Updated: Nov 14
Design Diary Part 2
My family loves sailing. I on the other hand get so sick in a boat all romance is lost! So while I would love to say the Bellingham Bay Shawl was inspired by my own love of sailing, it would be blatantly untrue. This shawl is designed with the nostalgia of watching boats in the Bellingham and Chuckanut Bays as I sit comfortably on the beach with my knitting.
Tiny boats ride waves along the edges of this bottom up triangle shawl as twisted stitches mimic the gentle rain we in the Pacific North West know so well.
I am super proud of this design for a few reasons. First of all, there are three different methods of following the lace (written, charted, and charted for low visibility). But I figured out those little sailboats all by myself with no charts or instructions to help me! And they are so effing cute riding along on the waves like they are!
This pretty shawl is a bottom up triangle. That means we don’t have to start with a garter ridge tab, we have to FINISH with one. The other bit I had to put a lot of time into figuring out was the Reverse Garter Ridge Tab. I totally engineered it myself because I couldn’t find where it had been done before. I will make a blog post about that soon, but in the mean time the pattern has written instructions, photos to show what I’m talking about and links to a YouTube video I made as support. You can check out the video here. You‘re welcome ;)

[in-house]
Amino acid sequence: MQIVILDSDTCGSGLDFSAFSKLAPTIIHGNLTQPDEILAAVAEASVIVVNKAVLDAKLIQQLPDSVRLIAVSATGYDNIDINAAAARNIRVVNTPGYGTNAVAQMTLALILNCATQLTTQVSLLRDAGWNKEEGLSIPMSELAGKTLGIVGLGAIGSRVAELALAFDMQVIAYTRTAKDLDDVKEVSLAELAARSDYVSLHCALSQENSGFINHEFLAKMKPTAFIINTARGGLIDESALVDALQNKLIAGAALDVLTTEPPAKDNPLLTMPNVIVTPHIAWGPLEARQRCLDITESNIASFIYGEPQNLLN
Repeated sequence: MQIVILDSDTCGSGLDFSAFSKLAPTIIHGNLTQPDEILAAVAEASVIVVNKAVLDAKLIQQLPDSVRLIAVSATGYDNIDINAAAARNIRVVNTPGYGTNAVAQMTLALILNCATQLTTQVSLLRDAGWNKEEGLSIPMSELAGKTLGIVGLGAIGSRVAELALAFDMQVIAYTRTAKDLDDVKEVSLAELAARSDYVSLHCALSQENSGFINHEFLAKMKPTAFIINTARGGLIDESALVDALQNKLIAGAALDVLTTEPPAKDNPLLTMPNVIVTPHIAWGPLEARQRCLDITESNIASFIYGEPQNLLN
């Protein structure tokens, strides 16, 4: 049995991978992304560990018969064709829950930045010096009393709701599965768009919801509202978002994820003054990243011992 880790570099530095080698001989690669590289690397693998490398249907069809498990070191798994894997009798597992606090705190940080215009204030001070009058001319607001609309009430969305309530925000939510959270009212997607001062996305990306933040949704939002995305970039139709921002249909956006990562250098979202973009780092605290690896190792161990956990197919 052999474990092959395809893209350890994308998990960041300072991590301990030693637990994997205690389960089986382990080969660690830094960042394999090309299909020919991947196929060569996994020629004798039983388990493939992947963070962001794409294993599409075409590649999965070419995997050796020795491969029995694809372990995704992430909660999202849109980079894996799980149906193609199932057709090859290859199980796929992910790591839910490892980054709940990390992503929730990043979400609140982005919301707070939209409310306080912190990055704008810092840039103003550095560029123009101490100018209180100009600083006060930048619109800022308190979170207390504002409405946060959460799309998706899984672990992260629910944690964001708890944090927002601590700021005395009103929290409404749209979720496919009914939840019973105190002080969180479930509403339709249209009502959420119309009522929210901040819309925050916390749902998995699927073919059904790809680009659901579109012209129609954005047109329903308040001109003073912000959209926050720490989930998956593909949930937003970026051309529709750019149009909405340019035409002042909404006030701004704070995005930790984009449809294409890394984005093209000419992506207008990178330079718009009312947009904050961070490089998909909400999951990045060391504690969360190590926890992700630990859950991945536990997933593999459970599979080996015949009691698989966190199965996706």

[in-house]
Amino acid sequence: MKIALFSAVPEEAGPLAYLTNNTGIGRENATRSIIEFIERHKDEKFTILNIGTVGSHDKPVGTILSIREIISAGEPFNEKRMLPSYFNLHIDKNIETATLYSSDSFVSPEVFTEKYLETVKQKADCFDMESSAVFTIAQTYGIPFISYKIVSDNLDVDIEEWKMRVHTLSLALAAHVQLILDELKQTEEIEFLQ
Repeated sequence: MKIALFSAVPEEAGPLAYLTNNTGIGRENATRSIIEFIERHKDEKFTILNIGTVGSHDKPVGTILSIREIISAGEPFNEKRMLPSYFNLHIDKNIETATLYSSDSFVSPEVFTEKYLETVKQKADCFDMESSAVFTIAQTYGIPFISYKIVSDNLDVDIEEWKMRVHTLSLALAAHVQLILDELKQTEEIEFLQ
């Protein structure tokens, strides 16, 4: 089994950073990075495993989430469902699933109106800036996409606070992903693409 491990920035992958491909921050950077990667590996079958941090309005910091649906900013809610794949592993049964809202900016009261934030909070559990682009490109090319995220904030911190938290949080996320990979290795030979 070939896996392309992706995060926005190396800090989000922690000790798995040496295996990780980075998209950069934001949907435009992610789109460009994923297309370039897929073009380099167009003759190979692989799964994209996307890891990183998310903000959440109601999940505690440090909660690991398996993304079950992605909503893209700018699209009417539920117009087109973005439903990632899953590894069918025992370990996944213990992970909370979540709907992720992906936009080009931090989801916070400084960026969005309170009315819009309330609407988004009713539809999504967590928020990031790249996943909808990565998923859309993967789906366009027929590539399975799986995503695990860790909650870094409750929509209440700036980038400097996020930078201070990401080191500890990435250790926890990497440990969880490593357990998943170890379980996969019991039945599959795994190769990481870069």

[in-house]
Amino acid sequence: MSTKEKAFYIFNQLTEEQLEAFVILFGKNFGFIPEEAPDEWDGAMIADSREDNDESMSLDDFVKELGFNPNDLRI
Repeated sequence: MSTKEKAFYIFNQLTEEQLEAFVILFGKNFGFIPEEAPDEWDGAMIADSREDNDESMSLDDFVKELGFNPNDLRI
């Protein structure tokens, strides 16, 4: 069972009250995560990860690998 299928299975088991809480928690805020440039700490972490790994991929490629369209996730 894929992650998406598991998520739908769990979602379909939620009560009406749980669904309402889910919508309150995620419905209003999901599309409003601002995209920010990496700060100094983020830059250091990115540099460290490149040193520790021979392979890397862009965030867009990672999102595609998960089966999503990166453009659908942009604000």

This bottom up design might be my new favorite thing when it comes to a shawl. I love a good triangle shawl but I do not love how long each row takes as we near the end! With a bottom up triangle shawl, each row gets faster and faster as we go. I am so here for that!
I am also happy to share that this pattern is sold using the Pay What Works Model of Pricing. There are discount codes that never expire, offering buyers an opportunity to purchase my patterns for 10, 20 or 30 percent off the marked price. Considering the time, effort, and financial investment I put in creating this pattern, I have priced it at a price that I feel honors my investment. At the same time, I do not think that money is the only way to demonstrate an items value. Nor do I think that a person‘s right to create should be dictated by their current financial situation.
There are many ways to offer support besides money! If accessing Ravelry is not an issue for you, follow this link to the Ravelry Project Page and heart it! If you make the Bellingham Bay Shawl, make a Ravelry Project and link it up! Take pictures and post to social media with the hashtags #BellinghamBayShawl and #SunDaughterKnits and be sure to tag @SunDaughterKnits. Save this Design Diary blog post or the pattern to Pinterest. The easiest thing to do right now to offer support? Drop a heart or comment on this Design Diary.
Looking for some inspiration for your own version of the Bellingham Bay Shawl? Check out this post’s sister, Design Diary Part 1! A beautiful array of fibers,